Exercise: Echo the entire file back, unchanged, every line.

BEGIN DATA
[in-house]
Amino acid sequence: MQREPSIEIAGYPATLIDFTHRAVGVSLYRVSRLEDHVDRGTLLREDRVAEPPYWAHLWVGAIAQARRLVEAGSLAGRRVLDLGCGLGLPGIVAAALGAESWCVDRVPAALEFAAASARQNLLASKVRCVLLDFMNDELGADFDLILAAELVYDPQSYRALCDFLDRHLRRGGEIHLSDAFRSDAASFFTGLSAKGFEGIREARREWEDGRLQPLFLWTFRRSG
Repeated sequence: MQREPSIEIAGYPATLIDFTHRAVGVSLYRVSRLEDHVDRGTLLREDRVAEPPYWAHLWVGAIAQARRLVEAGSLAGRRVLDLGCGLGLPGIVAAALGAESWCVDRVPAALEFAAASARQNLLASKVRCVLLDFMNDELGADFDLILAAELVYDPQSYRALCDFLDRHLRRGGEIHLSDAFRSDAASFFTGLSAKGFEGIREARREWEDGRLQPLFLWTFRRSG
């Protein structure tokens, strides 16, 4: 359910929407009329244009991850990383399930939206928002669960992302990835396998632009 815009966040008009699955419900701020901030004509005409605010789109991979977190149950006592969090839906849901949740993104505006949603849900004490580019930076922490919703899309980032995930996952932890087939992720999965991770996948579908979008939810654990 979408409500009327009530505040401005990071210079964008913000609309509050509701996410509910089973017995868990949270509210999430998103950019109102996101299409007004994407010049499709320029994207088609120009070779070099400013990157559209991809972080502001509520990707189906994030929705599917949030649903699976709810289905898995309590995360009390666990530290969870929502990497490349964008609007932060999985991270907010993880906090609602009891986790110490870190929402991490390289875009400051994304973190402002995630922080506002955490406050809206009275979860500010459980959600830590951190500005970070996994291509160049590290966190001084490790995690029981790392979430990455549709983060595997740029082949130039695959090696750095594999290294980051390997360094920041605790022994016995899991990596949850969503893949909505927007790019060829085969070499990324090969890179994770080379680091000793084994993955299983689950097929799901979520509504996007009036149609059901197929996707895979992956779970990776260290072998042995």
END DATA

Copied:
[in-house]
Amino acid sequence: MQREPSIEIAGYPATLIDFTHRAVGVSLYRVSRLEDHVDRGTLLREDRVAEPPYWAHLWVGAIAQARRLVEAGSLAGRRVLDLGCGLGLPGIVAAALGAESWCVDRVPAALEFAAASARQNLLASKVRCVLLDFMNDELGADFDLILAAELVYDPQSYRALCDFLDRHLRRGGEIHLSDAFRSDAASFFTGLSAKGFEGIREARREWEDGRLQPLFLWTFRRSG
Repeated sequence: MQREPSIEIAGYPATLIDFTHRAVGVSLYRVSRLEDHVDRGTLLREDRVAEPPYWAHLWVGAIAQARRLVEAGSLAGRRVLDLGCGLGLPGIVAAALGAESWCVDRVPAALEFAAASARQNLLASKVRCVLLDFMNDELGADFDLILAAELVYDPQSYRALCDFLDRHLRRGGEIHLSDAFRSDAASFFTGLSAKGFEGIREARREWEDGRLQPLFLWTFRRSG
């Protein structure tokens, strides 16, 4: 359910929407009329244009991850990383399930939206928002669960992302990835396998632009 815009966040008009699955419900701020901030004509005409605010789109991979977190149950006592969090839906849901949740993104505006949603849900004490580019930076922490919703899309980032995930996952932890087939992720999965991770996948579908979008939810654990 979408409500009327009530505040401005990071210079964008913000609309509050509701996410509910089973017995868990949270509210999430998103950019109102996101299409007004994407010049499709320029994207088609120009070779070099400013990157559209991809972080502001509520990707189906994030929705599917949030649903699976709810289905898995309590995360009390666990530290969870929502990497490349964008609007932060999985991270907010993880906090609602009891986790110490870190929402991490390289875009400051994304973190402002995630922080506002955490406050809206009275979860500010459980959600830590951190500005970070996994291509160049590290966190001084490790995690029981790392979430990455549709983060595997740029082949130039695959090696750095594999290294980051390997360094920041605790022994016995899991990596949850969503893949909505927007790019060829085969070499990324090969890179994770080379680091000793084994993955299983689950097929799901979520509504996007009036149609059901197929996707895979992956779970990776260290072998042995």